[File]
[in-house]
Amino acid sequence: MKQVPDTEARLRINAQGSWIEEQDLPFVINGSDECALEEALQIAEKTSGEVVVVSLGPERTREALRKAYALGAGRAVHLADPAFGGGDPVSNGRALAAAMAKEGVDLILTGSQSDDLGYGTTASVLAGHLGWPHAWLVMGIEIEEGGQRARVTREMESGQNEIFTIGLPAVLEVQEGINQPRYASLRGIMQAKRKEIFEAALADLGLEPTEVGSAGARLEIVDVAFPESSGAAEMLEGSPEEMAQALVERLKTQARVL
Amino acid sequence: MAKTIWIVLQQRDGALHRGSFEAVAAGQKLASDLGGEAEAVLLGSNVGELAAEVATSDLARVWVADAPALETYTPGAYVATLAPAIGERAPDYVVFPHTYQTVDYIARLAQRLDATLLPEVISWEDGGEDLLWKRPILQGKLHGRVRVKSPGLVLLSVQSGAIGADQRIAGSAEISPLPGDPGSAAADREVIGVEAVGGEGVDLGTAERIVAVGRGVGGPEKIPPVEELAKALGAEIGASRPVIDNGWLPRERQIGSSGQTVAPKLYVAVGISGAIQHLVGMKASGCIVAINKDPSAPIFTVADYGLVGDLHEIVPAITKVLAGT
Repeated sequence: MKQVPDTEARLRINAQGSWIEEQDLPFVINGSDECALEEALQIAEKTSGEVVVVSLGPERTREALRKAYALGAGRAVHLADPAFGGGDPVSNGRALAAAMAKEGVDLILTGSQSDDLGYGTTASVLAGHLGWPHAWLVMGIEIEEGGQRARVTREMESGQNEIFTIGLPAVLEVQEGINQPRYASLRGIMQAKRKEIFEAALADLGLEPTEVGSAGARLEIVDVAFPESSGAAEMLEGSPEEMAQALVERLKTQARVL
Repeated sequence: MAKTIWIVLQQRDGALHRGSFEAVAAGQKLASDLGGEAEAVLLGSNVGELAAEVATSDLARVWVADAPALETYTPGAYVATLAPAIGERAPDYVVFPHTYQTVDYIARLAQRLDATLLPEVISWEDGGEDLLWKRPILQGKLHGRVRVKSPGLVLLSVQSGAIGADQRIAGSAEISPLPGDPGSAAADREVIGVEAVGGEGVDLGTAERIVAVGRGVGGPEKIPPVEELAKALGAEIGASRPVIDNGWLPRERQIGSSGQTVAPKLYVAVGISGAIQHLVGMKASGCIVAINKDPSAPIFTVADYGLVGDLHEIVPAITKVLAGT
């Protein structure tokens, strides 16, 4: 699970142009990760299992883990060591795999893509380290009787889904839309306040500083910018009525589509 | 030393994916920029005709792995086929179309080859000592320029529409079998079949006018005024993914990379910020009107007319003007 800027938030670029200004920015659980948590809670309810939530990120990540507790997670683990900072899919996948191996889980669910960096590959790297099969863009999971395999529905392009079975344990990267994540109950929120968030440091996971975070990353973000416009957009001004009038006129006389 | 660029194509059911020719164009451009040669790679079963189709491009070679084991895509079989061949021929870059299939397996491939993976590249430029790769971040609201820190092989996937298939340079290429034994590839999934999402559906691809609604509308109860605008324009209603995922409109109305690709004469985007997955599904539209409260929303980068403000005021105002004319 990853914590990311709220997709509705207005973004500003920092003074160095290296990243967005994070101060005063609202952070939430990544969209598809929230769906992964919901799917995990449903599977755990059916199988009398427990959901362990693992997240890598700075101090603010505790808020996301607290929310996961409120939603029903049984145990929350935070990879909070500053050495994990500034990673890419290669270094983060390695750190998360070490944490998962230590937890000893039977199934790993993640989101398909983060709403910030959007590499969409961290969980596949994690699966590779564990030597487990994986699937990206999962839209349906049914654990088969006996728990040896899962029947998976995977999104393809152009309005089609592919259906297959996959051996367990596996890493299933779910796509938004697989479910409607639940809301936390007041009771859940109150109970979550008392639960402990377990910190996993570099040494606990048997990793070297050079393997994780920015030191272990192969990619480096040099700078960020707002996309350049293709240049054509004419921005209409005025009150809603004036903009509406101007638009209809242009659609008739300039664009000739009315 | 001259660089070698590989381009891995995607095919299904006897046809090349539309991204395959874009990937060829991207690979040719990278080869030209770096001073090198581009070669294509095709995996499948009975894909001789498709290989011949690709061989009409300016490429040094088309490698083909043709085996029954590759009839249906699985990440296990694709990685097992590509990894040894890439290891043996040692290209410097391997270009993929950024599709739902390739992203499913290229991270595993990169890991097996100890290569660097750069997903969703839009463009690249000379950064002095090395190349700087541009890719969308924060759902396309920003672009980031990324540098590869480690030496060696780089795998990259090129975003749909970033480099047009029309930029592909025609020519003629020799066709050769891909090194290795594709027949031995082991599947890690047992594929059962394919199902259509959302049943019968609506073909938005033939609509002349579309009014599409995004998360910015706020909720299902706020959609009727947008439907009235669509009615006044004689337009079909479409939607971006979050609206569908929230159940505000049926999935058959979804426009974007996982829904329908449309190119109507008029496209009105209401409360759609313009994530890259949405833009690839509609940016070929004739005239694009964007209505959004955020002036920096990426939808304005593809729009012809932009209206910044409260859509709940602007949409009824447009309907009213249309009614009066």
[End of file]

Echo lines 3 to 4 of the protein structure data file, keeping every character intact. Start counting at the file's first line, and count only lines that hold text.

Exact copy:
Amino acid sequence: MAKTIWIVLQQRDGALHRGSFEAVAAGQKLASDLGGEAEAVLLGSNVGELAAEVATSDLARVWVADAPALETYTPGAYVATLAPAIGERAPDYVVFPHTYQTVDYIARLAQRLDATLLPEVISWEDGGEDLLWKRPILQGKLHGRVRVKSPGLVLLSVQSGAIGADQRIAGSAEISPLPGDPGSAAADREVIGVEAVGGEGVDLGTAERIVAVGRGVGGPEKIPPVEELAKALGAEIGASRPVIDNGWLPRERQIGSSGQTVAPKLYVAVGISGAIQHLVGMKASGCIVAINKDPSAPIFTVADYGLVGDLHEIVPAITKVLAGT
Repeated sequence: MKQVPDTEARLRINAQGSWIEEQDLPFVINGSDECALEEALQIAEKTSGEVVVVSLGPERTREALRKAYALGAGRAVHLADPAFGGGDPVSNGRALAAAMAKEGVDLILTGSQSDDLGYGTTASVLAGHLGWPHAWLVMGIEIEEGGQRARVTREMESGQNEIFTIGLPAVLEVQEGINQPRYASLRGIMQAKRKEIFEAALADLGLEPTEVGSAGARLEIVDVAFPESSGAAEMLEGSPEEMAQALVERLKTQARVL